Hockey Weekend Across America features a day to honor hockey heroes in every community across the country. On this brisk but beautiful New York City afternoon, there is no shortage of heroes who have done so much for so many.
Joe Eppolito left his house in Clayton, N.Y., at 3 a.m., driving 350 miles while towing a trailer full of OneGoal equipment for the kids to use during their on-ice session. Slipping into his skates and donning his helmet, Eppolito spends the next hour teaching a few basic skills to first-time skaters.
On a day designed to show that hockey truly is for everybody, the Rangers sled team takes a spin around the ice, capturing the attention of those public skating on the other end of the rink and passers by alike. The skill, the speed and the spirit that these disabled athletes display are traits that even the most jaded New Yorker cannot help but admire.
“This is about inclusion,” says Dave Tempkin, coach-in-chief for the New York District. “This is about getting city dwellers on the ice and to see that hockey is real and not just something they see on cable.”
Normally, the kids from Ice Hockey in Harlem skate at Lasker Rink in the north end of the park. Today a select few have been asked to bring their act across town.
There are currently 150 kids registered in a program that relies on donations and numerous fund-raising efforts throughout the year to stay afloat. Kids don’t pay a dime, but they are heavily invested in the program. Not only are they required to show up for practices and games, they must also attend weekly off-ice sessions where they learn about the history and culture of the game.
According to Rob Schoenbach, a New York City schoolteacher who is one of many who volunteer their time with the diversity program, the children learn much more than just hockey skills.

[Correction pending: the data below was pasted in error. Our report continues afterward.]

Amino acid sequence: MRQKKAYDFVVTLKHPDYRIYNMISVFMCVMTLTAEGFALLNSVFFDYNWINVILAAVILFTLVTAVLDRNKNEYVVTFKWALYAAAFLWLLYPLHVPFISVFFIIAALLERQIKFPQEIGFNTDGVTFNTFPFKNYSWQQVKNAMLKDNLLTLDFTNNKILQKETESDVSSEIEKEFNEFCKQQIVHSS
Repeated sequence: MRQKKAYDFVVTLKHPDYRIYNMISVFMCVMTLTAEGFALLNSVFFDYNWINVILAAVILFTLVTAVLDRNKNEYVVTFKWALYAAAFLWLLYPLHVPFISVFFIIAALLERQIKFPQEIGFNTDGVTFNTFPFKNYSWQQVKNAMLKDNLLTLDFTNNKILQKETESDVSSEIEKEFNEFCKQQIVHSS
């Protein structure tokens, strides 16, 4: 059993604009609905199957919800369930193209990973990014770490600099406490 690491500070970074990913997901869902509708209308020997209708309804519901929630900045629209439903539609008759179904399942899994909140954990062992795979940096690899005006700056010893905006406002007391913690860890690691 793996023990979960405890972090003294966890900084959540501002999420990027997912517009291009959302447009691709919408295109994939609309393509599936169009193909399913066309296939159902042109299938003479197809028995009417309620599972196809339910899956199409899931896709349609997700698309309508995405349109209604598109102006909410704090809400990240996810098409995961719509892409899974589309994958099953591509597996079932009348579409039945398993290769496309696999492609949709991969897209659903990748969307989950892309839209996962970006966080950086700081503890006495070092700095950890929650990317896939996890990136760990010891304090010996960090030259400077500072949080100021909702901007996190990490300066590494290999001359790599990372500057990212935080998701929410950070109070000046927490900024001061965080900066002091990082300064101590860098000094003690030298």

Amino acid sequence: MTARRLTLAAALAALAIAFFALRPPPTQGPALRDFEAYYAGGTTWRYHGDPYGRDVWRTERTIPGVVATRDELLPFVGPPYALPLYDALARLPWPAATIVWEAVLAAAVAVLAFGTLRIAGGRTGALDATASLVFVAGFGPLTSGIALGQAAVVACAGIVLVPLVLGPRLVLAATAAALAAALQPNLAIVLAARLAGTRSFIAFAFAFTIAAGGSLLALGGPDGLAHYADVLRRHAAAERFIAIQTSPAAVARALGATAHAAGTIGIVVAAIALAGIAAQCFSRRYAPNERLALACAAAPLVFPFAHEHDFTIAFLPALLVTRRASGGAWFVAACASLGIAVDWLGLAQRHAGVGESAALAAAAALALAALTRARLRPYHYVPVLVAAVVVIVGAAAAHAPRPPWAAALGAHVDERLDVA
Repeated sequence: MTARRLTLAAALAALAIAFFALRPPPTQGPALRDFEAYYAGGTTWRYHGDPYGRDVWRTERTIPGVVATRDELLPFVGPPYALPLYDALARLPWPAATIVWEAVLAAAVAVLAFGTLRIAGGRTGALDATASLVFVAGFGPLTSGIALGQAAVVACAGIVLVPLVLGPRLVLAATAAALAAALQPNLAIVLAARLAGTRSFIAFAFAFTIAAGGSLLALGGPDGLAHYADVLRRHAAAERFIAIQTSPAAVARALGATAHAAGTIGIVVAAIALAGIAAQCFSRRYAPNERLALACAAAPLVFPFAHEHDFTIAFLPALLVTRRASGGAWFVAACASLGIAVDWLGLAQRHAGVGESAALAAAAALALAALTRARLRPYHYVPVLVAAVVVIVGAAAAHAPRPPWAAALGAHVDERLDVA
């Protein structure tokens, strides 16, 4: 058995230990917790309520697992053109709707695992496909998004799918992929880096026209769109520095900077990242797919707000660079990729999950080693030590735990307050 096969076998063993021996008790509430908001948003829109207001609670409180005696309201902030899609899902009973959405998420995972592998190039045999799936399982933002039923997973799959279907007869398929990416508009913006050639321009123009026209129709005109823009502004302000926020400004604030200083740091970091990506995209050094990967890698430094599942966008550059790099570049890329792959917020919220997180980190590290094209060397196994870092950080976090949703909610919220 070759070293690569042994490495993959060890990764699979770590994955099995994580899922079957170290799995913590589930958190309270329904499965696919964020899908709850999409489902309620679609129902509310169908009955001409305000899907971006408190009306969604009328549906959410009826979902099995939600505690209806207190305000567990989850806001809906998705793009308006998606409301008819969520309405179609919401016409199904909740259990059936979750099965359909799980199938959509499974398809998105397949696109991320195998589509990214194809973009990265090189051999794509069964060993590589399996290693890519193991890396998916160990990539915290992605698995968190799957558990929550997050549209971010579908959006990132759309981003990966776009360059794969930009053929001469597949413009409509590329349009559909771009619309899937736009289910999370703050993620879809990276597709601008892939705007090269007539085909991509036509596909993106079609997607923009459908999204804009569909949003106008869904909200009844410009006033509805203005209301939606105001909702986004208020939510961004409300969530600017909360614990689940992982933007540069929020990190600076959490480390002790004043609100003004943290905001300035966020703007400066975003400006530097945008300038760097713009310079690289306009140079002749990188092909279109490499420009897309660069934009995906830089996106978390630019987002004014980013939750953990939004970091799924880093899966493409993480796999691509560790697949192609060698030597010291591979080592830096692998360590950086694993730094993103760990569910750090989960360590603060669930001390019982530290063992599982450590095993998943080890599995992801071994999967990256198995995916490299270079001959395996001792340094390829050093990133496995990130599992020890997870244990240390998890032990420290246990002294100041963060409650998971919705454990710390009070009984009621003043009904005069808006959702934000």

“We are not only introducing these kids to a new sport, we are teaching them about working together to achieve a common goal, and we’re teaching them about commitment, about learning how to accept responsibility and how to meet a schedule,” Schoenbach says.
The program provides important structure for players like Jeffrey Ramirez, a fourth grader from the Washington Heights section of New York. In only his first year with the program, Ramirez has developed the passion to stick with a sport that provides him an avenue to succeed away from the tough city streets.
And having a player such as Scott Gomez, one of the first Hispanic players in the NHL, provides the kids a role model to help them succeed.
That’s why the Rangers have long supported the program, and why as long as he is wearing Broadway blue, Gomez will be there, too.
“The Rangers and Hockey in Harlem, what can you say? It’s incredible what they’re doing. Just to have my name a part of it and to be associated with it is an honor,” said Gomez.
“It doesn’t get any better than this. You think about moments like this, to see those kids out on the ice in the greatest city in the world, skating in Central Park, the Rangers and Hockey in Harlem, they know how to do it first class.”